It is evident from the body of literature that has examined the impact of Guanxi on business management in Asia and in China specifically [23] [24] [25] that it has been applied in exploring and maintaining external business relationships in order to achieve goals. However, few studies have looked at the role of Guanxi in internal organisational performance and its influence on leadership behaviour. The present research investigates the role and implications of internal Guanxi in the Chinese business context. Therefore, this study could be useful for those Western leaders who do business in China; it could help understand how they perceive Guanxi, especially how it has been applied internally in organisations, which could generate many benefits leading to improved and more effective operational management of their company’s. For Chinese leaders, it would help them fully recognise the roles of internal Guanxi in leadership behaviour which could lead to positive influences on organisational performance.

Three simple questions were asked to confirm the existence of Guanxi internally and the rationale for its use. One specific question was designed to determine if internal and external Guanxi were the same or treated differently:

1) Can you give an example of a particular/typical challenge, task or problem you have successfully sorted out recently?

2) How often does your business problem get sorted out through your internal personal connections?

3) Can you give an example?’ and “Can you think of any examples in which you contact your external personal connections to sort out internal organisational problems?”

Details of this and the findings are discussed as below, initial analysis of the 66 responses provided weight to the existence of these internal or external forms of Guanxi, and their implicit role and implications for leadership.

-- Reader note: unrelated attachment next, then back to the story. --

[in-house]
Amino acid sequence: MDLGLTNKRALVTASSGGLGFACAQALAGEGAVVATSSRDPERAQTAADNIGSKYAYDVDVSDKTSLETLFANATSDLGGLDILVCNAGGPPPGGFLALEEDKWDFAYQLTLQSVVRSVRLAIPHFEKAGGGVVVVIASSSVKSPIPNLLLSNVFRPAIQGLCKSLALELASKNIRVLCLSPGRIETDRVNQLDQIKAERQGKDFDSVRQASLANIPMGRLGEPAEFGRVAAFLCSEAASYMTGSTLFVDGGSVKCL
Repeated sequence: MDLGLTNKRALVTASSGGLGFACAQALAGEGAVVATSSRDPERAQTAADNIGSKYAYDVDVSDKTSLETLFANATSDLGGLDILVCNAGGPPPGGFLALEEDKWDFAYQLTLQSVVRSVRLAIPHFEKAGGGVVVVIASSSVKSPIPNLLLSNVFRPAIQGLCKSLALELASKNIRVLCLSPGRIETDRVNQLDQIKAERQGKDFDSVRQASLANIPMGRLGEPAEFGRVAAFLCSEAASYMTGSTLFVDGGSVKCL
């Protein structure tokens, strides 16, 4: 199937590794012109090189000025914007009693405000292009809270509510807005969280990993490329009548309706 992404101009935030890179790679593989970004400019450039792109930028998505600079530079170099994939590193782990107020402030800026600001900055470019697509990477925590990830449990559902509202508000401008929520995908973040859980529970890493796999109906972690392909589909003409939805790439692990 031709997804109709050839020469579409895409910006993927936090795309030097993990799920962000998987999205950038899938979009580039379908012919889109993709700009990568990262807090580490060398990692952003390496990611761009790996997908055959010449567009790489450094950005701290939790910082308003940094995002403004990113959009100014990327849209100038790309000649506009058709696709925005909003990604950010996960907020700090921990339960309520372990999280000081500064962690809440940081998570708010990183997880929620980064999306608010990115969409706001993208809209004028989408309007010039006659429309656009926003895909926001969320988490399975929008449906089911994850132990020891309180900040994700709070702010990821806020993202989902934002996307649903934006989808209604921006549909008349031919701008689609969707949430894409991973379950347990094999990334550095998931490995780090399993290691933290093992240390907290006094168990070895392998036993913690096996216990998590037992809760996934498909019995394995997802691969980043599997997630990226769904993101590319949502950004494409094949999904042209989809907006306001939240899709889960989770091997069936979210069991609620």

4. Pilot Study

4.1. The Process of Conducting the Pilot Study

The study was conducted among three different types of enterprise that operate in five business functions in the electric motor industry via email survey and personal distribution. For example, when the researcher conducted the email survey, he asked someone who had private Guanxi with him in an enterprise, and forwarded the three research questions to survey people. These respondents sent completed questions directly to his mailbox in order to protect their personal privacy. As regards personal distribution, it may be difficult to reach targeted respondents. In this case the researcher was introduced by someone whom he knew in an enterprise, he briefly explained the purpose of this pilot study to respondents and left the questions with the respondents for half hour. The researcher then collected the answers by himself. If some respondents were busy at that time, normally the researcher went to collect them the next day. The researcher believes this method of distributing and collecting the pilot study validated the data and made them reliable.

4.2. Question 1

The data collected from 60 respondents’ answers to Question 1, “Can you give an example of a particular/typical challenge task or problem you have successfully sorted out recently?”, were classified according to their challenges into three categories, respectively 1) department, 2) type of problem and 3) position. All respondents’ work problems have been classified into three types, respectively 1) operational, 2) management and 3) strategic problems (Figure 1). For example, operational problems have been defined as a process or series of routine work that involves major planning and discharging functions that have been disrupted or caused poor performance, such as insufficient productivity, quality defect and delay in delivery. Management problems refer to an activity that has been influenced by some unpredictable issues and leads to the inability to coordinate the efforts of people to accomplish desired goals and objectives using available resources efficiently and effectively, such as unco-operative behaviour, inefficient work and loss of human resource. Strategic problems, in turn, may be related to those pressures that exert a decisive influence on an organisation’s

Figure 1. Different types of problems by the position.